I love talking to debut authors. Our experiences are so similar, yet so very different, that every one of us has a new story to share. Everyone says that the moment you get your cover it really hits you – you’re an author. The cover is your story – and you – packaged for the world. So the process of the cover reveal can be slightly panic inducing. Does it fit your story? Is it what you hoped? Will it sell? With this in mind I put together the CRAP (Cover Reveal Anxiety Phase) Interview.
Today’s guest is Erin Bowman, author of the TAKEN series, and the upcoming VENGEANCE ROAD. When not writing, Erin can often be found hiking, geeking out over good typography, and obsessing over all things Harry Potter. She drinks a lot of coffee, buys far too many books, and is not terribly skilled at writing about herself in the third person.
Did you have any pre-conceived notions about what you wanted your cover to look like?
Western movies and literature seem to have a very passionate but narrow audience, so while I knew I wanted the VENGEANCE ROAD cover to immediately feel like 1877 Arizona, I also wanted something fresh and relevant to today’s YA landscape. No author wants a cover so fitting of their genre that it scares off readers who are hesitant to pick up that kind of story.
How far in advance from your pub date did you start talking covers with your house?
We started discussing cover art in the fall of 2014. So maybe about a year before pub.
Did you have any input on your cover?
I had tons of input, and I am so, so grateful because this isn’t always the case in publishing. Early on, I was asked what I might like to see on the cover, which resulted in big email exchanges and a few shared pinterest boards between myself and my editor. Once the design team at HMH came up with some preliminary concepts, I was allowed to weigh in on those. I think I saw about ten different directions for the cover, but I loved a highly typographic one best, which included some western-y illustrations framing the title. I told my editor it was hands-down my favorite, and luckily they were feeling the same way internally.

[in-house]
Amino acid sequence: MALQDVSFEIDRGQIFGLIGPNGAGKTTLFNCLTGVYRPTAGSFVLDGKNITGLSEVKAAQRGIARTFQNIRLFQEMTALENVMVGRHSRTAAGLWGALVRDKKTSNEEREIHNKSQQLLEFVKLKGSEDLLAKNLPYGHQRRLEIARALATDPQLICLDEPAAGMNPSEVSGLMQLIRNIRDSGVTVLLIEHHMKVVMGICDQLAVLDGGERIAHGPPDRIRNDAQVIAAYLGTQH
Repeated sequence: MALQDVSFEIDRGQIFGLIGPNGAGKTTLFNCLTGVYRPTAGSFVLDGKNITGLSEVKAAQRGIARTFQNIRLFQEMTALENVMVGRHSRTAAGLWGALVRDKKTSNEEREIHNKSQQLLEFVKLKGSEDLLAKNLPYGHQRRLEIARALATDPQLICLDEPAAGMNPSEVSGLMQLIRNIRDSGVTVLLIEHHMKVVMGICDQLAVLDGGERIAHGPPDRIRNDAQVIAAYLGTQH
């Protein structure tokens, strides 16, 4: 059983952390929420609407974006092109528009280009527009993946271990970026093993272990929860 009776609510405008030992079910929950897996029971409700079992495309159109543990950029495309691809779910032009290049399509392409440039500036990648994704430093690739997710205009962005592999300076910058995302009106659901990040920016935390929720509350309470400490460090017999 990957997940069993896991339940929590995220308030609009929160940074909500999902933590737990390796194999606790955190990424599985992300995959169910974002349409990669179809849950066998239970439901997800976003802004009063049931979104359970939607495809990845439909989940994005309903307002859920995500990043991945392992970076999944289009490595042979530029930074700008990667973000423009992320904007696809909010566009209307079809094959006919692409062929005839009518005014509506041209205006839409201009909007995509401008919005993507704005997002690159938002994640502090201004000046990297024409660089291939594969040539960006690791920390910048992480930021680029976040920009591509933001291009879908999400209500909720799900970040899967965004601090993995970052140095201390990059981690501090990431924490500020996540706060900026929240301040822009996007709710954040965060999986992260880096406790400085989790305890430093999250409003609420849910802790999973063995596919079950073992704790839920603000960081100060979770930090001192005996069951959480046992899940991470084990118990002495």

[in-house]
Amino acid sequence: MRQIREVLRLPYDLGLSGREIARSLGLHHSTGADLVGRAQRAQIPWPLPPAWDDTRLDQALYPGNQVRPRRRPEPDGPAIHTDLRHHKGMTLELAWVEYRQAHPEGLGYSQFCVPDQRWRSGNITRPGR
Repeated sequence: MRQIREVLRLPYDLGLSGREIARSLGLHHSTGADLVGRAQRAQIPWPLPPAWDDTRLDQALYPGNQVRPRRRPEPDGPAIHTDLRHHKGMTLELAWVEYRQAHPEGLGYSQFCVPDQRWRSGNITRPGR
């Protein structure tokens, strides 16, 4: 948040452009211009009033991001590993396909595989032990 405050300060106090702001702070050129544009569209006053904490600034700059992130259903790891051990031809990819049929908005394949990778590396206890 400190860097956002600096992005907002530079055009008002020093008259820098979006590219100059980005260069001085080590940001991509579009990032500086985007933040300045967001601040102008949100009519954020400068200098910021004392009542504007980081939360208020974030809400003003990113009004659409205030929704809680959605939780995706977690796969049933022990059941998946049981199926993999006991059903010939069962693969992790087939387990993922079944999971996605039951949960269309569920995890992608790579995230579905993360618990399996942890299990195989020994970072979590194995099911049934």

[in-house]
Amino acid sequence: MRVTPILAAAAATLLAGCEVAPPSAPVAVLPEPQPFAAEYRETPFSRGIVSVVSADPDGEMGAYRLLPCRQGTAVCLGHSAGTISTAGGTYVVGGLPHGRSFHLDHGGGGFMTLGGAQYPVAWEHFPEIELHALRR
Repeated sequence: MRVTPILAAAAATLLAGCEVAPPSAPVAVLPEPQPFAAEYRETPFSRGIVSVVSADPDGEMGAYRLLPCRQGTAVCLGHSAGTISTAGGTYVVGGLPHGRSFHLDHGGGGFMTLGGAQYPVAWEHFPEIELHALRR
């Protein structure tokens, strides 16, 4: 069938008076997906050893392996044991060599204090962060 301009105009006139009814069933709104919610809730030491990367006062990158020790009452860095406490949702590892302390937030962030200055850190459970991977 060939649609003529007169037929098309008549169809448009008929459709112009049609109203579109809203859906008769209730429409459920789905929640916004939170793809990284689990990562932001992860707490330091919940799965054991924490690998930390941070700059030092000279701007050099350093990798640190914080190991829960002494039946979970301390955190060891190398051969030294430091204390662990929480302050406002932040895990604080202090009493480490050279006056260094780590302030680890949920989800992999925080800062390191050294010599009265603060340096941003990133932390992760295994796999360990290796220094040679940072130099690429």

After HMH hired an illustrator to finalize the artwork, I got to weigh in again. There were a few different color palette options to choose between (I again stated my favorite, and it again aligned with HMH’s top pick), and I also requested a couple minor tweaks to the pistols to make sure they were historically accurate and better matched the model my main character carries in the book.
How was your cover revealed to you?
Via email, and I might have dropped an F-bomb when I saw it. In a good way. Because SERIOUSLY. This is the most gorgeous cover I have ever seen and I still can’t believe its the face of my book.
Was there an official “cover reveal” date for your art?
Yup. I first shared the cover over on Publishing Crawl.
How far in advance of the reveal date were you aware of what your cover would look like?
A few months, I think? Or maybe just a couple weeks… I had a baby recently and the last four months have been a giant blur.
Was it hard to keep it to yourself before the official release?
Yes. Soooo hard. I wanted to share it immediately, because SHINY.
What surprised you most about the process?
How unique my cover ended up being. I can honestly say that I don’t think there is a single cover like it on YA shelves right now.
Any advice to other debut authors about how to handle cover art anxiety?
Whether you are involved every step of the way or end up as more of a spectator in the process (I’ve been both, and have loved my covers in either instance), remember that your publisher is the expert. They know what the market looks like and what gets people to pick up a book. And ultimately, that’s what you want. You can’t get sales if no one picks the thing up!
I’ve found that being flexible, open-minded, and polite is the best route to take when approaching cover designs. (It’s also good publishing advise in general). If for some reason you don’t dig your cover, call/email your agent before you shoot off a massive list of change requests to your editor. Your agent can help you formulate a plan to address your concerns.